Glue Ear in Adults

Glue Ear (otherwise known as Otitis Media with Effusion or Serious Otitis Media) is a common medical condition which affects hearing. This can result in communication challenges at work and social difficulties.


The ear is comprised of three parts: the outer ear canal, the middle ear space (where infections occur) and the inner ear where the nerves and balance are located. The upper throat and back of the nasal cavity or Nasopharynx is connected to the middle ear via a canal called the Eustachian tube.

Approximately 1/3 of glue ear sufferers are adults. The condition occurs when the Eustachian tube fills with fluid rather than air, usually due to a common cold. After a while the fluid can become thick and glue like affecting your hearing.


Glue Ear is a painless condition which causes hearing loss. If you have noticed any of the following symptoms you could be suffering with glue ear:

Dulled Hearing

The sticky glue-like fluid associated with the condition dampens the vibrations made by soundwaves causing a reduction in hearing volume

Selective Hearing

People with glue ear can appear to have selective hearing

Balance problems can be caused by ear conditions

The dulled hearing caused by glue ear can result in communication challenges at work and social difficulties

Using a Louder Volume

If you find yourself turning the volume up louder than usual on household devices, this could be a sign of glue ear

Communication Problems

Social interaction can become strained due to the dulled hearing caused by glue ear



You should consult your GP if you are displaying any of the glue ear symptoms. If your GP suspects glue ear as the cause they will likely ask you to observe a “watch and wait” or “active observation” period. This happens because up to 50% of glue ear cases will spontaneously resolve without treatment.


50% of glue ear cases will spontaneously resolve without treatment


If your symptoms persist your GP will refer you to an Audiologist. Using a tympanometry test the Audiologist will diagnose glue ear. At the point of diagnosis, you will likely be asked to continue the active observation period. If the condition persists after this, they will either refer you back to your GP for an Otovent prescription or to an ENT surgeon for grommet surgery.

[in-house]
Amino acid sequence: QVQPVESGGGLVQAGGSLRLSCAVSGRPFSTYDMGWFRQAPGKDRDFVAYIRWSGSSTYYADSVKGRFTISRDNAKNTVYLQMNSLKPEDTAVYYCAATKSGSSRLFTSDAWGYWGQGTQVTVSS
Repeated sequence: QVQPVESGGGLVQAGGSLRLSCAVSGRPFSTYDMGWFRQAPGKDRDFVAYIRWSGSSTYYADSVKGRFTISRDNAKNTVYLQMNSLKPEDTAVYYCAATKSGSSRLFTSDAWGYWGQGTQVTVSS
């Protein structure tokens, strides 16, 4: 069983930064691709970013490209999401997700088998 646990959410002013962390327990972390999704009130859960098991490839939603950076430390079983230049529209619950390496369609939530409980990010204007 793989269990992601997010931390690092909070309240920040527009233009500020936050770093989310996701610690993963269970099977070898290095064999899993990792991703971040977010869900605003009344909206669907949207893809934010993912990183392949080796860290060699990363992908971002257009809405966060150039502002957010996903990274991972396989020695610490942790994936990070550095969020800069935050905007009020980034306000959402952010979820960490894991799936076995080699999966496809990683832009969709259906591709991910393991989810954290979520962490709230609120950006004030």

Watch and Wait / Active Observation

The wait for a diagnosis can be very frustrating. The desire for treatment is of course made especially urgent if your work and social life are suffering. The Otovent auto inflation device is available over the counter at your local pharmacy. You can also purchase it online. Otovent is the only clinically effective drug-free treatment for Glue Ear.

What is Otovent?

Drug-free and non-surgical, Otovent is an autoinflation device. The balloons included in the kit are specially pressurised to open the eustachian tube when inflated via the nose. This process allows the fluid associated with glue ear to safely drain away. Referring to clinical trials conducted on children diagnosed with glue ear, NICE recommend that auto-inflation is tried during the watch and wait / active observation period.

Grommet Surgery

Grommet surgery is a fifteen-minute operation carried out under general anaesthetic. A small plastic tube is inserted into the ear drum to drain fluid and maintain the correct pressure. Grommets will typically stay in for 6 – 12 months but in around 1/3 of cases can fall out before the glue ear is resolved. Repeat surgery can result in a scarred ear drum.

Other Remedies

NICE and the NHS do not recommend the following alternative treatments due to a lack of supporting clinical evidence: antibiotics, topical or systemic antihistamines, topical or systemic decongestants, topical or systemic steroids, homeopathy, cranial osteopathy, acupuncture, dietary modification, including probiotics, immunostimulants and massage.
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